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Foreign Affairs

U.S President speaks to Macron, may lead to cordial relations with France

U.S President

Philippe Etienne who is France’s Ambassador to the U.S will be returning to Washington DC next week. The announcement was done after U.S President Joe Biden spoke to his French counterpart, Emmanuel Macron, on Wednesday.

This was their first phone call since the aftermath of the announcement on September 15 of a trilateral security agreement between Australia, the United Kingdom, and the United States, which prompted France to withdraw its envoys to the United States and Australia. According to a joint statement, the call was initiated at U.S President Biden’s request.

It’s unusual for comments to say who initiated the contact, implying that the Biden administration is doing a lot of damage control with America’s oldest ally. Mr. Macron was enraged by the AUKUS pact, which was negotiated behind closed doors and came as a surprise to other countries.

The French said that the founding of AUKUS had thrown a wrench in their Indo-Pacific plans and came at a high cost. In 2016, France and Australia agreed to a $66 billion deal in which Australia will receive diesel-electric submarines. As a result of AUKUS, Australia is now out of that deal. AUKUS’ main deliverable, for the time being, is to provide Australia with a fleet of superior submarines that run on nuclear power.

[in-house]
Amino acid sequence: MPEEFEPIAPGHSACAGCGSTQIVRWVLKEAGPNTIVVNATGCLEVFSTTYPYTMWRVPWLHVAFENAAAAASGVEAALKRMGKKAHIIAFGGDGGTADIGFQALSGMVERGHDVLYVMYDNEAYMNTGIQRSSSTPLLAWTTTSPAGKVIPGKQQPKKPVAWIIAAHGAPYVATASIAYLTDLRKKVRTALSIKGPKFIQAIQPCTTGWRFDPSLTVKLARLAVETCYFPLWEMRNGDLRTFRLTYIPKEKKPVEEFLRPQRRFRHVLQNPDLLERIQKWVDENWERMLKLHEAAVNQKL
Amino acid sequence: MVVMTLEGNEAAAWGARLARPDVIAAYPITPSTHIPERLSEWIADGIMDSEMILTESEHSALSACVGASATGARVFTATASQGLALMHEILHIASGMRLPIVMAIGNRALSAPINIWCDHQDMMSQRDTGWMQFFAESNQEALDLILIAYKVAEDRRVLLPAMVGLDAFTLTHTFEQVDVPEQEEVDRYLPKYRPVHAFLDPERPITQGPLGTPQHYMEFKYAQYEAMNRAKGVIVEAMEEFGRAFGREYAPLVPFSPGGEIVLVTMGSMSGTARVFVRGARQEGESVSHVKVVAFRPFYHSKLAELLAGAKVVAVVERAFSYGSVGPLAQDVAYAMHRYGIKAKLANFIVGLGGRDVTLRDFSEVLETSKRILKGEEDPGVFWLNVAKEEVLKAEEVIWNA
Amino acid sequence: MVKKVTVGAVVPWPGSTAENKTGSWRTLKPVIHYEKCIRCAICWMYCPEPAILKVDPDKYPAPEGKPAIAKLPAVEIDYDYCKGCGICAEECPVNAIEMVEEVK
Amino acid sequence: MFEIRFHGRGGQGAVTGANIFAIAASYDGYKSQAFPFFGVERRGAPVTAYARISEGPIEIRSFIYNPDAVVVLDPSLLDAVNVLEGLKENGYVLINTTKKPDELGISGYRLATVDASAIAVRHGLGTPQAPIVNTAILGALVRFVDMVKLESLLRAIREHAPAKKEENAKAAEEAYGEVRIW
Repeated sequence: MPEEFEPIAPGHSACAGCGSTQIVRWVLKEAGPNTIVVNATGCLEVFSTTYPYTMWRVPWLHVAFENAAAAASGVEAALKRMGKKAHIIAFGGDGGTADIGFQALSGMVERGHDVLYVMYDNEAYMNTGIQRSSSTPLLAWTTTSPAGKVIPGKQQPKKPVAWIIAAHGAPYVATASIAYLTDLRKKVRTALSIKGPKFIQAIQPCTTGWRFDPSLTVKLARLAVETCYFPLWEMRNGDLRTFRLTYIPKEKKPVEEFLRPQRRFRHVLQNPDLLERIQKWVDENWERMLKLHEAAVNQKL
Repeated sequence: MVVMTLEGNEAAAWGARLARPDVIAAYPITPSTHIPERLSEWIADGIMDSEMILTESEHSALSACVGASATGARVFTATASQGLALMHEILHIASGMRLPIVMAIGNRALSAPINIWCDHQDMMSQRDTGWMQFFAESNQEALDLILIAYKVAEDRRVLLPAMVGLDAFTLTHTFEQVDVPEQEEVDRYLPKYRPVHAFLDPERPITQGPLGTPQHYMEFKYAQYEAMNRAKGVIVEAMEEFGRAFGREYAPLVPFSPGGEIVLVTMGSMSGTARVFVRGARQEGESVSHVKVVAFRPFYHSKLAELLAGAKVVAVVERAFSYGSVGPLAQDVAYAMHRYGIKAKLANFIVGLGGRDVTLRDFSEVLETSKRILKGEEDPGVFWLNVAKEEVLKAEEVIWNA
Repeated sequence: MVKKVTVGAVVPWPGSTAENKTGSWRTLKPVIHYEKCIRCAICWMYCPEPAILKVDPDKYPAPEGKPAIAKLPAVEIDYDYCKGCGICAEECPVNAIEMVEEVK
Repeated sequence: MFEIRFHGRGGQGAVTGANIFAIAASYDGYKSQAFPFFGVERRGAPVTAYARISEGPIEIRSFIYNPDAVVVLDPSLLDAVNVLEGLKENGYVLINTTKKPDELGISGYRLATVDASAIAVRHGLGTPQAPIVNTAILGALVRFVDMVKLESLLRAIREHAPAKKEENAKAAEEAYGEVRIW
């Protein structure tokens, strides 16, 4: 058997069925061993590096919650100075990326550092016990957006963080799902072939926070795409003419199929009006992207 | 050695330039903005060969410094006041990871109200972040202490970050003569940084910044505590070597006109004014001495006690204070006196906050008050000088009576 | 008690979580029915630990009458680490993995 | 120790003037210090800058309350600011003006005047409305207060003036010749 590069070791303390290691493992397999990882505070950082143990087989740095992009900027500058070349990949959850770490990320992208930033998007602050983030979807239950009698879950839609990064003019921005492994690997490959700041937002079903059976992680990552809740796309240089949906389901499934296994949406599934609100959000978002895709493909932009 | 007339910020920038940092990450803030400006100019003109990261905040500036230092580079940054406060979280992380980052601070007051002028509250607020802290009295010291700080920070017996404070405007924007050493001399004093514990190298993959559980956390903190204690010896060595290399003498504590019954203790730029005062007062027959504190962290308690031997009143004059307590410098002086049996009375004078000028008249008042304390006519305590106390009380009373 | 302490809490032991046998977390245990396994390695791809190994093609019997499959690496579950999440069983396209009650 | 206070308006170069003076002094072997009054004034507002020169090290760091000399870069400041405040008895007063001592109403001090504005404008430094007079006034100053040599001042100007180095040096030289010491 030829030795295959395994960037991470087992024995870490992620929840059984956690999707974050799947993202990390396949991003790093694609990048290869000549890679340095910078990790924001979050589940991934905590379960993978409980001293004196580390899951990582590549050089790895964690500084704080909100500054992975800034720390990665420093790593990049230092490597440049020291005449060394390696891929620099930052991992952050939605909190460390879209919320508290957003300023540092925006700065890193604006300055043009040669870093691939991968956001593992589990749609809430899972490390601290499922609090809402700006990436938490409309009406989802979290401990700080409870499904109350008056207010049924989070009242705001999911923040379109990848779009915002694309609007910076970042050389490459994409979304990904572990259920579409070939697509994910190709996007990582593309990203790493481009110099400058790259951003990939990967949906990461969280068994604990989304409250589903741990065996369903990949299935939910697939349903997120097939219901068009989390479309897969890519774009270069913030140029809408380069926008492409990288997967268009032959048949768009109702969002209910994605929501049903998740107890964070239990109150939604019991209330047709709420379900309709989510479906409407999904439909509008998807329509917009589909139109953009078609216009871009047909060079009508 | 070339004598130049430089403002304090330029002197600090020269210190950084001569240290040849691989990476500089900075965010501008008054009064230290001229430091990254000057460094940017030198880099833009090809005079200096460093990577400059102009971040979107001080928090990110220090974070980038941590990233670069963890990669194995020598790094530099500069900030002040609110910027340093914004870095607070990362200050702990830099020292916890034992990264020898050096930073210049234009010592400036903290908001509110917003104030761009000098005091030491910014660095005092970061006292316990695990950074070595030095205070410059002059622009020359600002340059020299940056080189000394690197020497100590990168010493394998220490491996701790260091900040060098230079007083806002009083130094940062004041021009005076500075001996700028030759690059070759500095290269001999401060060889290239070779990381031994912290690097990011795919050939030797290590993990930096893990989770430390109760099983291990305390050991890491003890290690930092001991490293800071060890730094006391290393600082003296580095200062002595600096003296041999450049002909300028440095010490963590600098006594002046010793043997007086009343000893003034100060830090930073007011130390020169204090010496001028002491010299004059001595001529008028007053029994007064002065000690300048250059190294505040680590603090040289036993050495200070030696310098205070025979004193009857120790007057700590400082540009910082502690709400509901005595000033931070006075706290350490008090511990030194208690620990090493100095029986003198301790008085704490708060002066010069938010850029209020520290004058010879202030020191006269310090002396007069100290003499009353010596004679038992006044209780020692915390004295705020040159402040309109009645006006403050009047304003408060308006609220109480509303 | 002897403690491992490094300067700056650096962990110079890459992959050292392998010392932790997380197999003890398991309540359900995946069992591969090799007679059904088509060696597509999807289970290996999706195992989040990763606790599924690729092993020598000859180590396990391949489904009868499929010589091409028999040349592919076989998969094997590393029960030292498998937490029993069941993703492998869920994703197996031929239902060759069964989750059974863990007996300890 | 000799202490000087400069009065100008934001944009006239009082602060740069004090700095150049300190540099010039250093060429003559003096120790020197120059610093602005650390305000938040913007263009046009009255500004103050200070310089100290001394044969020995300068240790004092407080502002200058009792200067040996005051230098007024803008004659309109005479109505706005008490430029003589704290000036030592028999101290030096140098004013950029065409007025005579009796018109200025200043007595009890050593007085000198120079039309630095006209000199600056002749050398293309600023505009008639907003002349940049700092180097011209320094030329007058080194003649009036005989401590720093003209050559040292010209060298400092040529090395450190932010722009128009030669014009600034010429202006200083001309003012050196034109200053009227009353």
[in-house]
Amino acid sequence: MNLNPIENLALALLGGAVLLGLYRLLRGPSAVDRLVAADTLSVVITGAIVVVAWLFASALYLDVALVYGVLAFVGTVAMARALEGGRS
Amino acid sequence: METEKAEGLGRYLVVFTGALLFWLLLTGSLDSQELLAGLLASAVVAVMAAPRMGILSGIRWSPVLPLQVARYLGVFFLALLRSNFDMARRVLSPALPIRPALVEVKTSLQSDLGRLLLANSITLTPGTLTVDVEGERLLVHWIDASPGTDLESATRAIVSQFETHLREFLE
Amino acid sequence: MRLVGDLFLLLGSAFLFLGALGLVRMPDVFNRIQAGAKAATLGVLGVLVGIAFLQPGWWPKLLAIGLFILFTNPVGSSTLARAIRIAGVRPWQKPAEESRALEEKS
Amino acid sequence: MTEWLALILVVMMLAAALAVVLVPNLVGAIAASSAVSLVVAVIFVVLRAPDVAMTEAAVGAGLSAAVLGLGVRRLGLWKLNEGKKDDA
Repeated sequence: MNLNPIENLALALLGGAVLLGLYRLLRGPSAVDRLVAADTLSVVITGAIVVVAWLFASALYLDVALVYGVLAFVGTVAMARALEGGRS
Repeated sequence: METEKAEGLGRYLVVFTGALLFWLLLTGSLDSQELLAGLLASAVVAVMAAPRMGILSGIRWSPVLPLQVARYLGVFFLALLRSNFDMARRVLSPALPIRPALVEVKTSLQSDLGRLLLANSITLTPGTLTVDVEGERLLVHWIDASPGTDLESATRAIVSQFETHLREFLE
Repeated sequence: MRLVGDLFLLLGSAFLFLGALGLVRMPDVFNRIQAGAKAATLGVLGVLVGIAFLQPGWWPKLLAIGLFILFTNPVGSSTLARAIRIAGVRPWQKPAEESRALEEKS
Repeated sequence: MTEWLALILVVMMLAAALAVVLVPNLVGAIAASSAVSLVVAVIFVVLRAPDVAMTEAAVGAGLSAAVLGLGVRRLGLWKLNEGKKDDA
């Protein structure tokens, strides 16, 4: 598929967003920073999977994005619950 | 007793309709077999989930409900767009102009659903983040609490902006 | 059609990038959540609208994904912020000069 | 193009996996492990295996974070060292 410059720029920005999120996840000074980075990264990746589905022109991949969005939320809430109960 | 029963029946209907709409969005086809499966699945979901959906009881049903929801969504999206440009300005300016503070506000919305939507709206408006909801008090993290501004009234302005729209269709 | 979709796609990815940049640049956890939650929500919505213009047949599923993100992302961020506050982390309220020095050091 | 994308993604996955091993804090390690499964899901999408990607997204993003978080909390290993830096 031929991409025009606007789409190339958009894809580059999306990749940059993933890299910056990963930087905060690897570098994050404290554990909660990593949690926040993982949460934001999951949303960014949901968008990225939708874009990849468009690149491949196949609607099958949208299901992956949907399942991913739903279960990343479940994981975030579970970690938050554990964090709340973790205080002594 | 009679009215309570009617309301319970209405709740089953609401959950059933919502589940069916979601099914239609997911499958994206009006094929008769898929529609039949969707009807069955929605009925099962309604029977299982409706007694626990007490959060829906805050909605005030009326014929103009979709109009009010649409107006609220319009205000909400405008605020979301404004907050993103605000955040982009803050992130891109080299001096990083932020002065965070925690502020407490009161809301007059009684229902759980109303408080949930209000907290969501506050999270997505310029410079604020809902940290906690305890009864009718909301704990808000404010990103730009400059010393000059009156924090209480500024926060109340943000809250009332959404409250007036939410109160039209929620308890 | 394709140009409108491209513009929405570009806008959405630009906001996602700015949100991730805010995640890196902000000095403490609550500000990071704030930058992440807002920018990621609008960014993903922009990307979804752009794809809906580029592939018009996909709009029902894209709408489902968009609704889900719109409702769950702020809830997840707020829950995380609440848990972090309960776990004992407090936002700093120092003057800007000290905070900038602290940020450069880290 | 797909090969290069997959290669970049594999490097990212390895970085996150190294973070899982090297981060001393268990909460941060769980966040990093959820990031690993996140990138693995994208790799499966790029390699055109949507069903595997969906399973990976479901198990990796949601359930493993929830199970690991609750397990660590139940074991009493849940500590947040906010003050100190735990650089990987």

“The two leaders agreed that the situation would have benefitted from open consultations among allies on matters of strategic interest to France and our European partners. President Biden conveyed his ongoing commitment in that regard,” the statement said.

Mr. Etienne will begin “intensive work” with U.S. officials when he gets back next week, the White House said, to build confidence between the two countries, whose leaders will next meet in Glasgow at the UN Conference on climate.

“President Biden reaffirms the strategic importance of French and European engagement in the Indo-Pacific region, including in the framework of the European Union’s recently published strategy for the Indo-Pacific,” the joint statement said, presumably responding to a statement from French officials calling for greater strategic autonomy for Europe following the AUKUS announcement.

Wednesday’s statement also said that Mr. Biden recognized the importance of a more capable and strong European defense contributing to transatlantic and global security and complementing NATO.

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